There was a series of three articles recently on cash versus programme aid in Papua New Guinea. The essence of the articles was to discuss which form of capacity building assistance is better - through advisors or through budget support. Obviously, we all have our own opinions on this topic, and it has been written about frequently. However, some of the main themes of development effectiveness are 'ownership' and 'on-budget' programming, so the issues raised in the PNG case are due our consideration.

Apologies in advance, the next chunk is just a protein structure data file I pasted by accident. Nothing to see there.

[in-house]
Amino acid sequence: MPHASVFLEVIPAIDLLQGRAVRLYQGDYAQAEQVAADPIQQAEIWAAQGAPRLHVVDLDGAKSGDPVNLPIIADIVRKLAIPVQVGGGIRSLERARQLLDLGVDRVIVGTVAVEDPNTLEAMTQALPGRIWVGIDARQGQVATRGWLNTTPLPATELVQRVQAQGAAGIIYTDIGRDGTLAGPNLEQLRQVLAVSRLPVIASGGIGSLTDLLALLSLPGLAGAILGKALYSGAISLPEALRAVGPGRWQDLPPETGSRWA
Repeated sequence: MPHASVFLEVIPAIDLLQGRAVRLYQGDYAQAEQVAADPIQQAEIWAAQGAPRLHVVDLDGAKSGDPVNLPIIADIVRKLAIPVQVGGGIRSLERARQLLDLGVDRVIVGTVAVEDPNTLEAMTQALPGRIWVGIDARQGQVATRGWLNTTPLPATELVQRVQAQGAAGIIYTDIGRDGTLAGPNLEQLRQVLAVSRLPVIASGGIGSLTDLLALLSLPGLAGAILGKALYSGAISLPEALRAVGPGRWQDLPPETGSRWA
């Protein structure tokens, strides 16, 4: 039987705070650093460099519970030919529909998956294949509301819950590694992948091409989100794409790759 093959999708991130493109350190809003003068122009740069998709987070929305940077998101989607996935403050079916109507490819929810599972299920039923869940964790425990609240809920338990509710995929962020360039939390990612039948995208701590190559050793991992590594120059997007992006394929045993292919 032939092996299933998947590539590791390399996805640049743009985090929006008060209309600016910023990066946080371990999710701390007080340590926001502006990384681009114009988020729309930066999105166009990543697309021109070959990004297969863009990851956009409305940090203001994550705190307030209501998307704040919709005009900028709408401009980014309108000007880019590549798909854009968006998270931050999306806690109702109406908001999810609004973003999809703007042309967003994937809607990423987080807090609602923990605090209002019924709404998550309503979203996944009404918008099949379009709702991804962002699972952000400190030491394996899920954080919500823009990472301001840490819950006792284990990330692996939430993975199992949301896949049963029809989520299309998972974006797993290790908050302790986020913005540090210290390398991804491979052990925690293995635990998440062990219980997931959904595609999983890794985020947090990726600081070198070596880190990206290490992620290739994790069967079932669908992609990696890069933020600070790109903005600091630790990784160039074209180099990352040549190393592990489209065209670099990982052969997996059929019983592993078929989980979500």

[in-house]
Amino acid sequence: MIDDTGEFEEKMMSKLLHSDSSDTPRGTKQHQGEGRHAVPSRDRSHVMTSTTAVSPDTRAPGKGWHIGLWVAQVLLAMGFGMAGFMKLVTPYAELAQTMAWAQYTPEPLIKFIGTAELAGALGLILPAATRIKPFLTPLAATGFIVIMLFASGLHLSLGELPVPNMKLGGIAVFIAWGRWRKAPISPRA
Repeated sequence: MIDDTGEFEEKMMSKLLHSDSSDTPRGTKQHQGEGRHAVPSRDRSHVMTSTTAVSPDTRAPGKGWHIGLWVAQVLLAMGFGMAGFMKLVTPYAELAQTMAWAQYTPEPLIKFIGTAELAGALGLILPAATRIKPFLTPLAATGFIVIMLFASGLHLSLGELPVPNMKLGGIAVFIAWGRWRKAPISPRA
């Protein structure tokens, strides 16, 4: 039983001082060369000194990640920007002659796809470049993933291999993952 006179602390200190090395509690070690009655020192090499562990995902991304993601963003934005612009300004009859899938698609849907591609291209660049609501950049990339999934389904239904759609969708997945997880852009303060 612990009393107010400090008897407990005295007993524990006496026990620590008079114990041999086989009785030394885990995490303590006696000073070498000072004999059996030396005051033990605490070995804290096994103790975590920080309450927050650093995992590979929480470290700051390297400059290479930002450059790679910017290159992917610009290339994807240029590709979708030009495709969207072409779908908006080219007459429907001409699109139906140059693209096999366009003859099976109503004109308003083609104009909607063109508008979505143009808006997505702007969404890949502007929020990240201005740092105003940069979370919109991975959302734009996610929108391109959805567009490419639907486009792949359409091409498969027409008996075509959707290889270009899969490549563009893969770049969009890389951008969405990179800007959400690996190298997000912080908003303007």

Showing posts from May, 2017
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Recently, a friend asked me if I would take a look at a draft of the mid-term review being undertaken for the programme he manages. It's a large programme, some USD 35 million covering a number of countries. MTRs being, in theory, pretty straightforward exercises, I was knee to know why he needed my opinion. 'It's the theory of change. The consultant has created a new one and I'm at a loss as to why. We have one - it's in the project design document.' Indeed. Weird. Consultant myself, I sometimes have to wonder why consultants feel the need to prove that they have better ideas than literally everyone else, and also why they feel that it's somehow in the scope of their job description to literally try to change a project (unless, of course, that actually is the job description).